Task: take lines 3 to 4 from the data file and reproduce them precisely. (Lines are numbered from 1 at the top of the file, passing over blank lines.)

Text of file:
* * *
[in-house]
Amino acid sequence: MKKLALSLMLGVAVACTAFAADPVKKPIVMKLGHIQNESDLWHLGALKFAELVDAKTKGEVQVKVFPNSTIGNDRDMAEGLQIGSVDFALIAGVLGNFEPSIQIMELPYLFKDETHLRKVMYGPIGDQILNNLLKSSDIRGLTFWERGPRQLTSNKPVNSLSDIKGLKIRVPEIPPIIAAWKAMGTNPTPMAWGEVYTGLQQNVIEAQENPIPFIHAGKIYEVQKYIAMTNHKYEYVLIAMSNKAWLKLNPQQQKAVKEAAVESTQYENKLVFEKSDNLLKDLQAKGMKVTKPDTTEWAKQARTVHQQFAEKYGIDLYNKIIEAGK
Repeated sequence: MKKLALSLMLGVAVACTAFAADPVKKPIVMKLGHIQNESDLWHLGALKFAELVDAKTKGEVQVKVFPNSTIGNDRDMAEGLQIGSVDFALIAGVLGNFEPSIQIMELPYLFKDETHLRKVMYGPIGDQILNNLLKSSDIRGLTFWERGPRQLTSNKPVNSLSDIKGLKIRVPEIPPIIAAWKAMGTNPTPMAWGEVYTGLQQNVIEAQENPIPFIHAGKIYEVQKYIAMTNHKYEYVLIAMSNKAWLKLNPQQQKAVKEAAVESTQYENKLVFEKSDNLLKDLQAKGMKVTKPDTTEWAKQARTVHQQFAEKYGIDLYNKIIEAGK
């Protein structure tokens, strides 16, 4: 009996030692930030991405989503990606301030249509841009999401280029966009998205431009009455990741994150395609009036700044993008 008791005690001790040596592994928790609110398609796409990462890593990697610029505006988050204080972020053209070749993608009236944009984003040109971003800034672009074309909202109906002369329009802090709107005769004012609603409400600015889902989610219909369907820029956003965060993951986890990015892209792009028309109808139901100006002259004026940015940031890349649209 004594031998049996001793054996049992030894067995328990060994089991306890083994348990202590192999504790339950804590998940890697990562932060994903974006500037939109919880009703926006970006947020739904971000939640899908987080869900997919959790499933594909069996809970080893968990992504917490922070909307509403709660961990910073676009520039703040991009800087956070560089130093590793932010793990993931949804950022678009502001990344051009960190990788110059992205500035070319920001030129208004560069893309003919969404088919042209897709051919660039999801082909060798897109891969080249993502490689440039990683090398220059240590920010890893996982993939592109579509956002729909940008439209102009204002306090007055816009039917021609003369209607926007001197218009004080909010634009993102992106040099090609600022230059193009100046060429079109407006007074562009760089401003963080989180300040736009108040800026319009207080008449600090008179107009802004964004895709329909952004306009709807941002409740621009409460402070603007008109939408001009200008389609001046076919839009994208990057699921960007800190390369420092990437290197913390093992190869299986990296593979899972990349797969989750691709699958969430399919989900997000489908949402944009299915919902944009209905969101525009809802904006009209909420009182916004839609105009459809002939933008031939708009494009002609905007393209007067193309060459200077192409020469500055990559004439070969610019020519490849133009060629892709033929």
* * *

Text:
Repeated sequence: MKKLALSLMLGVAVACTAFAADPVKKPIVMKLGHIQNESDLWHLGALKFAELVDAKTKGEVQVKVFPNSTIGNDRDMAEGLQIGSVDFALIAGVLGNFEPSIQIMELPYLFKDETHLRKVMYGPIGDQILNNLLKSSDIRGLTFWERGPRQLTSNKPVNSLSDIKGLKIRVPEIPPIIAAWKAMGTNPTPMAWGEVYTGLQQNVIEAQENPIPFIHAGKIYEVQKYIAMTNHKYEYVLIAMSNKAWLKLNPQQQKAVKEAAVESTQYENKLVFEKSDNLLKDLQAKGMKVTKPDTTEWAKQARTVHQQFAEKYGIDLYNKIIEAGK
């Protein structure tokens, strides 16, 4: 009996030692930030991405989503990606301030249509841009999401280029966009998205431009009455990741994150395609009036700044993008 008791005690001790040596592994928790609110398609796409990462890593990697610029505006988050204080972020053209070749993608009236944009984003040109971003800034672009074309909202109906002369329009802090709107005769004012609603409400600015889902989610219909369907820029956003965060993951986890990015892209792009028309109808139901100006002259004026940015940031890349649209 004594031998049996001793054996049992030894067995328990060994089991306890083994348990202590192999504790339950804590998940890697990562932060994903974006500037939109919880009703926006970006947020739904971000939640899908987080869900997919959790499933594909069996809970080893968990992504917490922070909307509403709660961990910073676009520039703040991009800087956070560089130093590793932010793990993931949804950022678009502001990344051009960190990788110059992205500035070319920001030129208004560069893309003919969404088919042209897709051919660039999801082909060798897109891969080249993502490689440039990683090398220059240590920010890893996982993939592109579509956002729909940008439209102009204002306090007055816009039917021609003369209607926007001197218009004080909010634009993102992106040099090609600022230059193009100046060429079109407006007074562009760089401003963080989180300040736009108040800026319009207080008449600090008179107009802004964004895709329909952004306009709807941002409740621009409460402070603007008109939408001009200008389609001046076919839009994208990057699921960007800190390369420092990437290197913390093992190869299986990296593979899972990349797969989750691709699958969430399919989900997000489908949402944009299915919902944009209905969101525009809802904006009209909420009182916004839609105009459809002939933008031939708009494009002609905007393209007067193309060459200077192409020469500055990559004439070969610019020519490849133009060629892709033929």